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|Title:||Troponin release following endurance exercise: Is inflammation the cause? a cardiovascular magnetic resonance study|
|Keywords:||Troponin release;cardiovascular magnetic resonance;endurance exercise;inflammation|
|Citation:||Journal of Cardiovascular Magnetic Resonance, 12:38 (2 July 2010)|
|Abstract:||Background. The aetiology and clinical significance of troponin release following endurance exercise is unclear but may be due to transient myocardial inflammation. Cardiovascular magnetic resonance (CMR) affords us the opportunity to evaluate the presence of myocardial inflammation and focal fibrosis and is the ideal imaging modality to study this hypothesis. We sought to correlate the relationship between acute bouts of ultra endurance exercise leading to cardiac biomarkers elevation and the presence of myocardial inflammation and fibrosis using CMR. Methods. 17 recreation athletes (33.5 6.5 years) were studied before and after a marathon run with troponin, NTproBNP, and CMR. Specific imaging parameters to look for inflammation included T2 weighted images, and T1 weighted spin-echo images before and after an intravenous gadolinium-DTPA to detect myocardial hyperemia secondary to inflammation. Late gadolinium imaging was performed (LGE) to detect any focal regions of replacement fibrosis. Results. Eleven of the 17 participant had elevations of TnI above levels of cut off for myocardial infarction 6 hrs after the marathon (0.075 0.02, p = 0.007). Left ventricular volumes were reduced post marathon and a small increase in ejection fraction was noted (64 1% pre, 67 1.2% post, P = 0.014). Right ventricular volumes, stroke volume, and ejection fraction were unchanged post marathon. No athlete fulfilled criteria for myocardial inflammation based on current criteria. No regions of focal fibrosis were seen in any of the participants. Conclusion. Exercise induced cardiac biomarker release is not associated with any functional changes by CMR or any detectable myocardial inflammation or fibrosis.|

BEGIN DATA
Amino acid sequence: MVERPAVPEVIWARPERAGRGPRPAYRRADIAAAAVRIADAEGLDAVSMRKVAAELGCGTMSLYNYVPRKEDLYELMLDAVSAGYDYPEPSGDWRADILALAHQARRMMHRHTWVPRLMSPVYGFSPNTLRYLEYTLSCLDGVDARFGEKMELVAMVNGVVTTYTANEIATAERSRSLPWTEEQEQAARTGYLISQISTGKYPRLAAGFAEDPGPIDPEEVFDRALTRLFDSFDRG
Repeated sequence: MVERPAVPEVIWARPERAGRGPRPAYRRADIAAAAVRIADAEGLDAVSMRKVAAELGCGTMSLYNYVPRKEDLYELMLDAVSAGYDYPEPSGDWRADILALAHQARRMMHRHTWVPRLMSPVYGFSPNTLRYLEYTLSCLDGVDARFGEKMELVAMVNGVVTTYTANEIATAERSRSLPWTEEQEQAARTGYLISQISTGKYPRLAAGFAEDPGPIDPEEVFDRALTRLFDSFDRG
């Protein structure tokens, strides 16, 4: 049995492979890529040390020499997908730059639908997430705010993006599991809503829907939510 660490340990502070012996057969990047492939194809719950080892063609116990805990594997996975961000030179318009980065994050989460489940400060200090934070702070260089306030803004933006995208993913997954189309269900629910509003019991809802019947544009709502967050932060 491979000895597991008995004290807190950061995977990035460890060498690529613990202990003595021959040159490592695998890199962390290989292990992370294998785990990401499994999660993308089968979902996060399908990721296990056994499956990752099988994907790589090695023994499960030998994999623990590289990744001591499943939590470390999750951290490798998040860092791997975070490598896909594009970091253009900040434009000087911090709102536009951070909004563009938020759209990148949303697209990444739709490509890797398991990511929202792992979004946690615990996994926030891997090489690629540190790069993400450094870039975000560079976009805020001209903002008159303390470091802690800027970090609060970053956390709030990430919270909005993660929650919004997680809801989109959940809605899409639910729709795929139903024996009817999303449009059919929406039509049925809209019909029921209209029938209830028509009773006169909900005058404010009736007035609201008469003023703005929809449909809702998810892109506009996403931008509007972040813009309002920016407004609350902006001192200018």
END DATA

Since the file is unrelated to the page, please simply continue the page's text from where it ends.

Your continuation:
|Description:||This is an Open Access article distributed under the terms of the Creative Commons Attribution License (http://creativecommons.org/licenses/by/2.0), which permits unrestricted use, distribution, and reproduction in any medium, provided the original work is properly cited.|
|Appears in Collections:||Dept of Life Sciences Research Papers|
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